Silverstein Properties is set to open the future home of the Port Authority of New York and New Jersey at 150 Greenwich Street, marking a historic first for the redevelopment of the World Trade Center site.
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By November, the first of the four office buildings that will make up the new World Trade Center will be finished, with 1 WTC to follow in early 2014. Let’s take a quick look at where construction and development efforts stand across the rest of the site.
Thanks to a transaction that will resonate throughout New York City’s commercial real estate – and green building – industries, Silverstein Properties is close to moving forward with construction on the Richard Rogers-designed, LEED Gold-hopeful 3 World Trade Center.
After becoming the first tenant to implement New York City’s Energy Aligned Lease Clause, the law firm WilmerHale has announced another environmental milestone for its offices at 7 World Trade Center: LEED for Commercial Interiors Gold certification.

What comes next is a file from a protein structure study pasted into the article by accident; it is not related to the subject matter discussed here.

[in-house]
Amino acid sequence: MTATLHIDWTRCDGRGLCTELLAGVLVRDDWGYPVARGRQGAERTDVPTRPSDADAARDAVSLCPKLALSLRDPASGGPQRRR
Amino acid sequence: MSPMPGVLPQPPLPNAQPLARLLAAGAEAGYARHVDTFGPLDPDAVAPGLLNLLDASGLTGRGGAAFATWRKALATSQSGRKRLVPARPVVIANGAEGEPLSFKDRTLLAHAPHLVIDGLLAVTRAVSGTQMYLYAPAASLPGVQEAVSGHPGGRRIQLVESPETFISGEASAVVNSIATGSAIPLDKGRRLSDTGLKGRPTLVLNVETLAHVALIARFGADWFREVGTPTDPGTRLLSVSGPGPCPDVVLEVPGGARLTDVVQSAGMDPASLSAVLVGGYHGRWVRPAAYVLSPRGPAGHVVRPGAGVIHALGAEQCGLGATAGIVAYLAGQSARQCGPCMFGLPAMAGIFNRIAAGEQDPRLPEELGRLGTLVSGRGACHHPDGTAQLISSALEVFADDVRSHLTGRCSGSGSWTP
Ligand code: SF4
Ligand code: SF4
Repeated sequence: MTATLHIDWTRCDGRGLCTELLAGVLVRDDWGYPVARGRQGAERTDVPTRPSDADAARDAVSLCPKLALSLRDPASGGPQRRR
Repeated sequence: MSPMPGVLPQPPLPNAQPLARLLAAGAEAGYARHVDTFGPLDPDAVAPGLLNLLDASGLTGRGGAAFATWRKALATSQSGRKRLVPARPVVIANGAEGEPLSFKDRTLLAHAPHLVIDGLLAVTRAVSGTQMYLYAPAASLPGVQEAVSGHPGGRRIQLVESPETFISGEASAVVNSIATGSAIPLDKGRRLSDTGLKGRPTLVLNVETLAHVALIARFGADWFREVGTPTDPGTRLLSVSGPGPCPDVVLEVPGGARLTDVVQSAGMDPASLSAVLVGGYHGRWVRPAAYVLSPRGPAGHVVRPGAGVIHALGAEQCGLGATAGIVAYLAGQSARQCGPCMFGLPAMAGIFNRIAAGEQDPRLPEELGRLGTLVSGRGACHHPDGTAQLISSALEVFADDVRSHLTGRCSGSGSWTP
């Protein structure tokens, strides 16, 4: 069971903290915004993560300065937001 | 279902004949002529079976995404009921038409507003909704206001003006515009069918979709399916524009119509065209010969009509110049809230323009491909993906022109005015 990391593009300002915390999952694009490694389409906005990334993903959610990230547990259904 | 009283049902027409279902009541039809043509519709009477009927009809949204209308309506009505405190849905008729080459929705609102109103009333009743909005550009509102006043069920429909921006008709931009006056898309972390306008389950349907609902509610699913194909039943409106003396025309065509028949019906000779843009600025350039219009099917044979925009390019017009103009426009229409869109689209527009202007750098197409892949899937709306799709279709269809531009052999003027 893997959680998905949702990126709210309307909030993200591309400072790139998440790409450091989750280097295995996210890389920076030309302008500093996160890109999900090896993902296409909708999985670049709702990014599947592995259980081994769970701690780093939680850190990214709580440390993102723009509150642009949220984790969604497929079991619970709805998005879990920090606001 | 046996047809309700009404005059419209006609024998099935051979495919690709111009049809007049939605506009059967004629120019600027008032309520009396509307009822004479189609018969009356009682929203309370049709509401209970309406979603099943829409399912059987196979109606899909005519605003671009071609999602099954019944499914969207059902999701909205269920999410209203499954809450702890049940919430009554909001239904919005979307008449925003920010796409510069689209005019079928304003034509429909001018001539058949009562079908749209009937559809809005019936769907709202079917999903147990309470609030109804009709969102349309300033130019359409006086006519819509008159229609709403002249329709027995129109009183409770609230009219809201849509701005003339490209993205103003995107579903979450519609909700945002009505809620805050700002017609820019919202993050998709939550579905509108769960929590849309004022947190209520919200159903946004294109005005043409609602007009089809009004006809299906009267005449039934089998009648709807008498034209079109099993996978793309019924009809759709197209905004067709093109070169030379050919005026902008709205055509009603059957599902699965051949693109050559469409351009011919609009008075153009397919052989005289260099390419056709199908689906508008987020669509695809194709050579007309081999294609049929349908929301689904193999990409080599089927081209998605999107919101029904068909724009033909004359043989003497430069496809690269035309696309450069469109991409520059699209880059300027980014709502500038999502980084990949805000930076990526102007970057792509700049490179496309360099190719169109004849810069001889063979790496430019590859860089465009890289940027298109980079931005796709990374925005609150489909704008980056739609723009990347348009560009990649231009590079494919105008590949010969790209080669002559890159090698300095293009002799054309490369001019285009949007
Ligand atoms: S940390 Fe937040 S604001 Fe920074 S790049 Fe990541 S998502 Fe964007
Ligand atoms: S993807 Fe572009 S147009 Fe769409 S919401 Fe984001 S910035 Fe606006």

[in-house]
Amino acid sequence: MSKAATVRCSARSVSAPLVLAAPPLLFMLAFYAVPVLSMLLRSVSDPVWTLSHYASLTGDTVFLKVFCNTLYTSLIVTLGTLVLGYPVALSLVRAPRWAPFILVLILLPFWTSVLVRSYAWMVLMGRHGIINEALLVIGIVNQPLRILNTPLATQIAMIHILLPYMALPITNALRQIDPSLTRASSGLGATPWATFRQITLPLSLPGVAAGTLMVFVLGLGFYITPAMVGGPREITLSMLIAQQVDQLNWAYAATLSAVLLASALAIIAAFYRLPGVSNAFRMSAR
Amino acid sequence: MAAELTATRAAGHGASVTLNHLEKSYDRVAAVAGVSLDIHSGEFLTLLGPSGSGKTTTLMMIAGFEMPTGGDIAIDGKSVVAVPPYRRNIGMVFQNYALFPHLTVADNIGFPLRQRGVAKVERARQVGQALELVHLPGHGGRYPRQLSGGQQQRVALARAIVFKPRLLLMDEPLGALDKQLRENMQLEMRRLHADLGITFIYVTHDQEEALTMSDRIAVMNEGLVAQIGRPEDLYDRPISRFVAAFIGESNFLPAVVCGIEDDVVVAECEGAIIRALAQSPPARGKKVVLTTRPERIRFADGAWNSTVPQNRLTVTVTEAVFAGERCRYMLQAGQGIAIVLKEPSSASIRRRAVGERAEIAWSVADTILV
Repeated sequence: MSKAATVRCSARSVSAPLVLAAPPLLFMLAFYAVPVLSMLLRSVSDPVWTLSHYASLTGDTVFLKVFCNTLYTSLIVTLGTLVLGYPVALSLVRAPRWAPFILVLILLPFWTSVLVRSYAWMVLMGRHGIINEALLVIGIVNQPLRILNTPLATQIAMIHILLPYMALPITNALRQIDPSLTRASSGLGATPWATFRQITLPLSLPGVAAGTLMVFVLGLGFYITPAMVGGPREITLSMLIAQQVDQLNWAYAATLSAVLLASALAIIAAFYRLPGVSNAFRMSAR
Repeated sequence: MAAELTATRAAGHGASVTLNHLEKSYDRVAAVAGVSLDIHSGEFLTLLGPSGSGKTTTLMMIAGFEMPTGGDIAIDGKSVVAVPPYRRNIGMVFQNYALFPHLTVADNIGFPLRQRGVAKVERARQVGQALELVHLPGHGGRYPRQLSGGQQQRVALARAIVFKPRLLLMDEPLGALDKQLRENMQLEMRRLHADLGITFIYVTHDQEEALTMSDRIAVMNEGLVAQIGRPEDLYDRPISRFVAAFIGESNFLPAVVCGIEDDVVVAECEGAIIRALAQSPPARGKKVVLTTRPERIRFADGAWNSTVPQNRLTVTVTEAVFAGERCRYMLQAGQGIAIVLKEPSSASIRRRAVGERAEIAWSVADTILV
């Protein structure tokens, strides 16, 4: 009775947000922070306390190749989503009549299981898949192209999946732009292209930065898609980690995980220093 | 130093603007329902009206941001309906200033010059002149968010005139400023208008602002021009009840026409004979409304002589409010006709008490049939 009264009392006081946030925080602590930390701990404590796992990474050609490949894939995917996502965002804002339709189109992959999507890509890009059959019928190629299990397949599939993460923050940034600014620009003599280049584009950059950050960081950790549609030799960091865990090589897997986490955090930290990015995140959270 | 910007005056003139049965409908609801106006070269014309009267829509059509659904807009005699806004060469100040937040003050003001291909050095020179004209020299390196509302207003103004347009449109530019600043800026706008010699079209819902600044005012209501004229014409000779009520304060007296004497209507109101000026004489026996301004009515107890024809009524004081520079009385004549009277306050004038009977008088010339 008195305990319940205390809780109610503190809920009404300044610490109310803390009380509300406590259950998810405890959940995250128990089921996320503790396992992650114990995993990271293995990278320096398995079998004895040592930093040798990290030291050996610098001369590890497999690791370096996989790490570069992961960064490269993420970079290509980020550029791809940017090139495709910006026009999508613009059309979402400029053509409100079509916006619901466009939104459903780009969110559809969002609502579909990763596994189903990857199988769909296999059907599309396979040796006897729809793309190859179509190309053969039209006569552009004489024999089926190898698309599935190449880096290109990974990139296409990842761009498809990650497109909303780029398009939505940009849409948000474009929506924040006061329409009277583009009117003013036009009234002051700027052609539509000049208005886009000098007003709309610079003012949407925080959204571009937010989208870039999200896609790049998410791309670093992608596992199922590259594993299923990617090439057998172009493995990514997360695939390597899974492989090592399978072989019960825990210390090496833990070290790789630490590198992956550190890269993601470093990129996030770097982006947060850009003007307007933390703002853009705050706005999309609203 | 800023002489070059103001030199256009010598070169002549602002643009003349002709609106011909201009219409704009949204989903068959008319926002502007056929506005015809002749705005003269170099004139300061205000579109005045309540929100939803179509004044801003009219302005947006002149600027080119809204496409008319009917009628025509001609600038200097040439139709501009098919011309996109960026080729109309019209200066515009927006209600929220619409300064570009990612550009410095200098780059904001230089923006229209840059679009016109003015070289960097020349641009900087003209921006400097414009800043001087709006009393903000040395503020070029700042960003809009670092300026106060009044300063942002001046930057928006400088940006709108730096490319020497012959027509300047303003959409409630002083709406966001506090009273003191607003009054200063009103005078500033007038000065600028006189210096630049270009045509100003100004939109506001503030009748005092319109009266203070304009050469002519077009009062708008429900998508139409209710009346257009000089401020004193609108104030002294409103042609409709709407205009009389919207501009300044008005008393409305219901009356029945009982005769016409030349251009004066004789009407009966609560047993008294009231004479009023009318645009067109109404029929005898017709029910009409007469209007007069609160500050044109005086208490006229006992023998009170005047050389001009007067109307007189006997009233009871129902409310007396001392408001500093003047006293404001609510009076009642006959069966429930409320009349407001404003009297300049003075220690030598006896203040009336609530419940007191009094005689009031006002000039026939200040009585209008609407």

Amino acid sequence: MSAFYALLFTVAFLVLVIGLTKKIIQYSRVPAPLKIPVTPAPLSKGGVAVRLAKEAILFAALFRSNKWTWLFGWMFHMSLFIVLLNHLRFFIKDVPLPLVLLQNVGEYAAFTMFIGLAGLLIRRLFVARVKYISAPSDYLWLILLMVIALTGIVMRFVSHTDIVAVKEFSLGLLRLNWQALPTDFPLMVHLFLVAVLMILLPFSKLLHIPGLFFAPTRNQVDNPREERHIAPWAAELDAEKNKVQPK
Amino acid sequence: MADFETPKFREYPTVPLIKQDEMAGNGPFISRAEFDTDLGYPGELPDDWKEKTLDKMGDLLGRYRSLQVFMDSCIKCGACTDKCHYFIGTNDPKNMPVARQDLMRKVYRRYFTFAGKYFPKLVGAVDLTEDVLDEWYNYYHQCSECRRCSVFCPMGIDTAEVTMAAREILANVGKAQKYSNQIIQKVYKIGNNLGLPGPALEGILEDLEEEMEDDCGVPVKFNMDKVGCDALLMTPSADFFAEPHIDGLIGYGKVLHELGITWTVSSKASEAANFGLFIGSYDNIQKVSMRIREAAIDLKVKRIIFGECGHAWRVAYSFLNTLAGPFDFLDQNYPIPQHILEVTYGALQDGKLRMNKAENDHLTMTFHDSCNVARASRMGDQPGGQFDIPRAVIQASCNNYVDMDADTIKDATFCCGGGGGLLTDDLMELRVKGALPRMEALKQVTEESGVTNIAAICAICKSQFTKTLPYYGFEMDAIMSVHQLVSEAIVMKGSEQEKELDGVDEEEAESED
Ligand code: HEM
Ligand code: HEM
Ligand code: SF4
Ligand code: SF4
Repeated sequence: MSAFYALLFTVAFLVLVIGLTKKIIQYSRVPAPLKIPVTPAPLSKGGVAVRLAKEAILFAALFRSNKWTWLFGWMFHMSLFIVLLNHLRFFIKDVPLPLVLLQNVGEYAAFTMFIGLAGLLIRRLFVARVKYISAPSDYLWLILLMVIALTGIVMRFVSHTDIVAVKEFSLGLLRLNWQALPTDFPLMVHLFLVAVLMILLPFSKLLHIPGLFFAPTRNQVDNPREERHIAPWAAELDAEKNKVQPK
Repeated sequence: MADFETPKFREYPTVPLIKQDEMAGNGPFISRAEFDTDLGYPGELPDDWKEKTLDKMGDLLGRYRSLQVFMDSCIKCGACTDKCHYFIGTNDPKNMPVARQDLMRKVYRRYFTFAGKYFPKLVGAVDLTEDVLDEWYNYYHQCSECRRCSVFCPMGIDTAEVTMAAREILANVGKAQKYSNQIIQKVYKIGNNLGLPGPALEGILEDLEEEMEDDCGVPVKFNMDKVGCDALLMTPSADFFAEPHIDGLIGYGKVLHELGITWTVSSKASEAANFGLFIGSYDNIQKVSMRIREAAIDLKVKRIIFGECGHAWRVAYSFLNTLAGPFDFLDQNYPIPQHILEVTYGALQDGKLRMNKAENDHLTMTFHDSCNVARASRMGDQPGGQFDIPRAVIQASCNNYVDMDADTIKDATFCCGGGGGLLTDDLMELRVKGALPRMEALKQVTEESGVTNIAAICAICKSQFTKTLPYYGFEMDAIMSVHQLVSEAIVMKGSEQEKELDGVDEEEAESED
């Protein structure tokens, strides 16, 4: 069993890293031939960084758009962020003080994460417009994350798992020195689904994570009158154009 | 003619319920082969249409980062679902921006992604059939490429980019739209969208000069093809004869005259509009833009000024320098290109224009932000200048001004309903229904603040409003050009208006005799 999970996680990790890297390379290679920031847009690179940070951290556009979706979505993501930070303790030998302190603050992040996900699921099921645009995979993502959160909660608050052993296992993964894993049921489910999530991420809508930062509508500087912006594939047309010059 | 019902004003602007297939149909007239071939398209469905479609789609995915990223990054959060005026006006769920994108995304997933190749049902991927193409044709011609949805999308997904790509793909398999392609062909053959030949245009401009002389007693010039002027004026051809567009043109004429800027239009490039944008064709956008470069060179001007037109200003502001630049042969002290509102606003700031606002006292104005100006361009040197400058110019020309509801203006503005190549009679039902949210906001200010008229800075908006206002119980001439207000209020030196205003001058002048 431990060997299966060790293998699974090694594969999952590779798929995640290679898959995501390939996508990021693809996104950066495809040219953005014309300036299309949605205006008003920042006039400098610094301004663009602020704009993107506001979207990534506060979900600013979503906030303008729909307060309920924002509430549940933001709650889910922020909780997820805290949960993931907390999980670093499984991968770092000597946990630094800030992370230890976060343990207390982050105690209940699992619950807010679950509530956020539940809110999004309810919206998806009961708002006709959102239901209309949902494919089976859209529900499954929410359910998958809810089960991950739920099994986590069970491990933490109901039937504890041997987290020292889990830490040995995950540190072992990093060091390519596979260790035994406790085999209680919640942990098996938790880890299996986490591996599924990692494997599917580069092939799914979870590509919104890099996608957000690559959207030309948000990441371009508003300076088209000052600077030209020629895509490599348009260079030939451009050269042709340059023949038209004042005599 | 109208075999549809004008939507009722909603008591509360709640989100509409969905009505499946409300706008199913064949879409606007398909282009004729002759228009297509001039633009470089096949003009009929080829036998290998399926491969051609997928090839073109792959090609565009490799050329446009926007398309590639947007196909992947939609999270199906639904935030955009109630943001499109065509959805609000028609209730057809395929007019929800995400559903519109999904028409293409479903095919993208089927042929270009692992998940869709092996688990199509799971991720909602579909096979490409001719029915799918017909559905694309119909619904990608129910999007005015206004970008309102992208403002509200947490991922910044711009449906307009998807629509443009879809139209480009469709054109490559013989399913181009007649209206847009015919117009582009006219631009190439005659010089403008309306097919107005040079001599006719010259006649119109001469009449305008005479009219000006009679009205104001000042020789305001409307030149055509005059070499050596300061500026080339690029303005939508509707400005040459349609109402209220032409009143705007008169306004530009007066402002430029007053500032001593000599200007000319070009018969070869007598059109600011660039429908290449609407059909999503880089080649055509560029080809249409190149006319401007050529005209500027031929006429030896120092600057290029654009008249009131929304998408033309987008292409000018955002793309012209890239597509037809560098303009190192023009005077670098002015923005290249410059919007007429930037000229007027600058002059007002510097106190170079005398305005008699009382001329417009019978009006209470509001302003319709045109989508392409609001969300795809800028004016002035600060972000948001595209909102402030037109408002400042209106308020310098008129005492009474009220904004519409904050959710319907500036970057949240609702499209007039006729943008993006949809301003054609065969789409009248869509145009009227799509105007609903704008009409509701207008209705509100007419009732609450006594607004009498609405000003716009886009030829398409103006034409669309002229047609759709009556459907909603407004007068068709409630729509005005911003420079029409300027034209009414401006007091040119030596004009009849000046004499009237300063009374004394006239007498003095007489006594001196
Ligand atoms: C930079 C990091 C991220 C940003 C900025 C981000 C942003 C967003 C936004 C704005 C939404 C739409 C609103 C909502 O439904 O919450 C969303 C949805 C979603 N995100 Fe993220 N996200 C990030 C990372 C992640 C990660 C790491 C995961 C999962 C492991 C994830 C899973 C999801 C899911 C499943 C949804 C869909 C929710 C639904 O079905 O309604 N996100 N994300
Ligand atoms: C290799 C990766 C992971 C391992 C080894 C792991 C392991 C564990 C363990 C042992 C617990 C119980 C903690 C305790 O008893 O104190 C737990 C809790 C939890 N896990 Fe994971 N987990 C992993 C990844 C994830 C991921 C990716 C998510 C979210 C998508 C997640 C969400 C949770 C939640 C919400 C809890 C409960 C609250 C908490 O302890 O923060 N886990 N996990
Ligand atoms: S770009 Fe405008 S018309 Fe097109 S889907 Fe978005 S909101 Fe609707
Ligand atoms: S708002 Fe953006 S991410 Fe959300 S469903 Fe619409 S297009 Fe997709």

What’s most interesting about two recent deals totaling 12,400 square feet at 7 WTC is that at least one of the tenants was attracted to the building’s LEED rating, in addition to its stunning views and Downtown location.
Although designed primarily for San Francisco buildings, the free, on-line resource is being promoted as adaptable for any geographic location and is divided into three sections: a general green leasing guide, tips on stakeholder engagement, and a checklist of items summarizing key sustainability metrics for any property.
Silverstein Properties has completed the lease-up of its LEED Gold-certified 7 World Trade Center, inking a 125,000-square-foot, 20-year deal with financial services firm MSCI, Inc.
Silverstein Properties has incorporated the Mayor’s Green Leasing Language into a 210,000-square-foot lease at New York City’s first LEED Gold-certified commercial office building.
With $2 billion in construction contracts already on the street for the $20 billion redevelopment of the World Trade Center site, Larry Silverstein calls the project a “freight train – the only way to stop it will be when all of the [LEED Gold] buildings are complete.”